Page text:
Saturday, August 29, 2009

The Alsace Wine Region

The Route du Vin is an oenophile's dream destination. With its vineyards producing rieslings, gewurztraminers and pinot blanc among others, visitors drive through its medieval villages for a taste of Alsatian fare. Colmar sits at the southern tip of this wine road. At first glance, it looks like any other bustling city. But as you enter the center of the city, you are transported to another age. Fourteenth and 15th century half timbered houses, seemingly untouched by time, invite you to linger. At every turn of its cobblestoned streets, a picture waits to be taken.

Colmar once led the Decapole, an alliance of ten cities that banded together to protect them from taxes levied by the nobility. The Ancienne Douane (Customs House) is a 15th century building where members of the Decapole once met.

The legacy of the merchant class remains in finely detailed homes such as the Maison Pfister with its balcony and turret and the Maison des Têtes which, true to its name, is decorated with sculpted heads on its façade. The Quartier des Tanneurs (leather maker's district) reveals what may have been considered high-rise housing in the middle ages - three or four story half timbered buildings, all in a row. The area of Petite Venise (Little Venise) has earned its title with its waterways.

The Musée d'Unterlinden is housed in a former convent with a 13th century cloister. It is possibly one of the best small museums in Europe housing the Issenheim altarpiece by Matthias Grünewald. This polyptych shows Christ on the cross with red sores all over his body. It was originally commissioned for a hospital where patients with skin diseases were treated and it conveys the artist's sensibility towards those patients. There's something for everyone to enjoy at this museum - medieval toys, sculpture, rooms decorated in period furniture, modern art in the basement (including Impressionist paintings) and more.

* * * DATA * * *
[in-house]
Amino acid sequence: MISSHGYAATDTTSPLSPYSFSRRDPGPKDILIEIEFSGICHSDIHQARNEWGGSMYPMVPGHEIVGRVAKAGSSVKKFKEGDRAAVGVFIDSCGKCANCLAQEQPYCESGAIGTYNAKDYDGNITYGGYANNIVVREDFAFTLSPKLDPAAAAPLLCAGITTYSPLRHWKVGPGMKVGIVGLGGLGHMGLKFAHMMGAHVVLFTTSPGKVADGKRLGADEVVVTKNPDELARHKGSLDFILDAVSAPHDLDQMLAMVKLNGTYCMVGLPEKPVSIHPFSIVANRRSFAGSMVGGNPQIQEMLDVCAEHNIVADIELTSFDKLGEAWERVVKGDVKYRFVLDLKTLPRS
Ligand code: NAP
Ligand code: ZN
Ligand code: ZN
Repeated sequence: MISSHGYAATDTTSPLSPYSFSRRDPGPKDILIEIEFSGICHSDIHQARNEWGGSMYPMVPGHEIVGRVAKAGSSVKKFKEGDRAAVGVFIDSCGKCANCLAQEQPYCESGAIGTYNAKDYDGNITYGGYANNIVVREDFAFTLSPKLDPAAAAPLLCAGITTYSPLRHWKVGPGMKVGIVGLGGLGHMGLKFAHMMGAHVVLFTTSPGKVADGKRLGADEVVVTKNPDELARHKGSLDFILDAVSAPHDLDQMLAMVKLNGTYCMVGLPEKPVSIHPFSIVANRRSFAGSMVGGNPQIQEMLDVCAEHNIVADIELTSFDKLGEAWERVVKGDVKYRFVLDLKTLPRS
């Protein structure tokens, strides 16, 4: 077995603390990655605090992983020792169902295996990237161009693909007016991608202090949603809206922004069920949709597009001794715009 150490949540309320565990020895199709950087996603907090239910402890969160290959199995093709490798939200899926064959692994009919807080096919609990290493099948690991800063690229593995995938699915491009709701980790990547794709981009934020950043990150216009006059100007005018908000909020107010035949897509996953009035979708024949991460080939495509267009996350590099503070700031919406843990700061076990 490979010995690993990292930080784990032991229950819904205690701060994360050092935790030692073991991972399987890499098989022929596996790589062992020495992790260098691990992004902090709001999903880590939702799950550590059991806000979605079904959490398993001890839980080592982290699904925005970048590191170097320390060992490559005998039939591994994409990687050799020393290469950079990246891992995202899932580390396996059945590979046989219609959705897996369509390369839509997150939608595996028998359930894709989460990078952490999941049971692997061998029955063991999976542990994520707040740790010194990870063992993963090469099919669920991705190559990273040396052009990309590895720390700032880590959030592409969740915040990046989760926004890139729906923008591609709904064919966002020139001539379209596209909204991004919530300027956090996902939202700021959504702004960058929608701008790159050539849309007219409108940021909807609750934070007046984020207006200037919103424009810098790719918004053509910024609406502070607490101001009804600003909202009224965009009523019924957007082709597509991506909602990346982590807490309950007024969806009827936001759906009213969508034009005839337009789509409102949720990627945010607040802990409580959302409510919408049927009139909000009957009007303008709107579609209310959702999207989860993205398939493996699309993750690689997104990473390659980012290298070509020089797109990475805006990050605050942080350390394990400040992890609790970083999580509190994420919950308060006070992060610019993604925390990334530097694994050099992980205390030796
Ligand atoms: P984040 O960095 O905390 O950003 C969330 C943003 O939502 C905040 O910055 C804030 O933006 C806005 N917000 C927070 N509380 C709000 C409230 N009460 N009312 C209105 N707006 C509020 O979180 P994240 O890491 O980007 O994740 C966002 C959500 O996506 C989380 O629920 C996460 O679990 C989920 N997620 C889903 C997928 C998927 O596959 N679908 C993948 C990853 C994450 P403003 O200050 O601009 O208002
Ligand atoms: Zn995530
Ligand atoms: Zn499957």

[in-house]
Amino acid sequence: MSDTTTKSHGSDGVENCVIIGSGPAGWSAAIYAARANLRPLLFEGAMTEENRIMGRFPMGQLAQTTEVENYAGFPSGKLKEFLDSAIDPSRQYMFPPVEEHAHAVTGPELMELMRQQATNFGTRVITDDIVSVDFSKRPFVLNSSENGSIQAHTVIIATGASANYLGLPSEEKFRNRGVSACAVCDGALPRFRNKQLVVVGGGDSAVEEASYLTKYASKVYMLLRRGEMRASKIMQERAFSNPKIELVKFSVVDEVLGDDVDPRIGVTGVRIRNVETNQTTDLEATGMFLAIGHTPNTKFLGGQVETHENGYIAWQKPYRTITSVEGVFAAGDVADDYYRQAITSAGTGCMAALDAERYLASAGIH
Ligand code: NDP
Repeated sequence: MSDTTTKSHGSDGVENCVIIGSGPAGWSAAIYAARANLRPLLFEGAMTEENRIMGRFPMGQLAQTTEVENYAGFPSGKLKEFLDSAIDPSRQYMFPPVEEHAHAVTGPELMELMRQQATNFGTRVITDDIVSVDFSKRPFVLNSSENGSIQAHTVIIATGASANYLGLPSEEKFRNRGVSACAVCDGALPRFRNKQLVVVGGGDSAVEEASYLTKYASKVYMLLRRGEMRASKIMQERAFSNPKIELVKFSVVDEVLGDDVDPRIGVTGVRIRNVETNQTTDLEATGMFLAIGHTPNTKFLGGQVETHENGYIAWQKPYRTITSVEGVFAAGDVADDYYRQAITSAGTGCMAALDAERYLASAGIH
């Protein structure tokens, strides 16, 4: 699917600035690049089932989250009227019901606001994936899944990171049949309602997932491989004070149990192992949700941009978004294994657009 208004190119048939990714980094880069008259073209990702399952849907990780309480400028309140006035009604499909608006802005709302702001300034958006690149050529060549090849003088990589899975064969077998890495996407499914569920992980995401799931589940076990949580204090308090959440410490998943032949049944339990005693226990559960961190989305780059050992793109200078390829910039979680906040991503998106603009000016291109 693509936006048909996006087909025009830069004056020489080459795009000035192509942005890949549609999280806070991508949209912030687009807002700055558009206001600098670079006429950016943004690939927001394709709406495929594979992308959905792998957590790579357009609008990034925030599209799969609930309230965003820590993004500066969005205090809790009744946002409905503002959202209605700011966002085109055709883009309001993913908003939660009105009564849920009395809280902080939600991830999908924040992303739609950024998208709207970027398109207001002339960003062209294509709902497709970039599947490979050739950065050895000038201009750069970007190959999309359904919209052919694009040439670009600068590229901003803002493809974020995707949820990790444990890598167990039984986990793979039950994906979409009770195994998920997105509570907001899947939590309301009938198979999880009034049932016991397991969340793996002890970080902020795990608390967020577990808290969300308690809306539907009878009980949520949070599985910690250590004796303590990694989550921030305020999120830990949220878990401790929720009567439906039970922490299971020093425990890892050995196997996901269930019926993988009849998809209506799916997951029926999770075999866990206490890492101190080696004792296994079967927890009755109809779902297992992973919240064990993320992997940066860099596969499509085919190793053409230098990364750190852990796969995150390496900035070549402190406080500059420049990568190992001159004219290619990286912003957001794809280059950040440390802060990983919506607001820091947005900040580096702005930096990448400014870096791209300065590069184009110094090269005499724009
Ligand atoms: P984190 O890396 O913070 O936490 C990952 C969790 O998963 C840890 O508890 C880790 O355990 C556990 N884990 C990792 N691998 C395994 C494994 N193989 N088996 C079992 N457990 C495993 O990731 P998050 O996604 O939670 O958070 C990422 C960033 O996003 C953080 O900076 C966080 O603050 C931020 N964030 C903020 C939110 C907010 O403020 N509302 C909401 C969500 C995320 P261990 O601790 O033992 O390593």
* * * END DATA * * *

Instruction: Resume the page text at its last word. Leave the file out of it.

Colmar's best known son is Frédéric Auguste Bartholdi, the sculptor of the Statue of Liberty. His home in Colmar displays his art (Bartholdi was also a painter). There are prints and pictures of the making of the Statue of Liberty. Elsewhere in the city are monuments created by Bartholdi.

There are many cafés in the old city so you can rest your tired feet and try some of the local wines. Or you can go wine tasting at one of the caves in nearby villages.

One such village is the storybook town of Riquewihr. It is surrounded by medieval walls. Its main street is lined with houses which have survived from the middle ages. Take notice of the wrought iron signs as you walk up the street. The bus to Riquewihr from Colmar passes through vineyards and stops at neighboring villages like Ingersheim and Bennwihr, two charming towns with tasting rooms. Buses to Riquewihr leave across from the train station in Colmar and trip time is approximately 30 minutes. You might prefer renting a car for more extensive sightseeing and wine tasting. There's a car rental company located next to the train station.


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Colmar is easily accessible by plane from Paris or by train from Strasbourg or Basel. Hotel rates vary according to season. I stayed at the Hostellerie Le Maréchal in Petite Venise. Le Maréchal is a four-star hotel in a 16th century, half-timbered house with a gastronomic restaurant, L'Echevin. I asked for a light, fruity wine from the Alsace region and thoroughly enjoyed the 1997 Pierre Frick gewurztraminer I was served. For more information about the hotel, go to http://www.hotel-le-marechal.com.

Bon voyage!

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Article transferred from my Geocities blog
Photos by Charie

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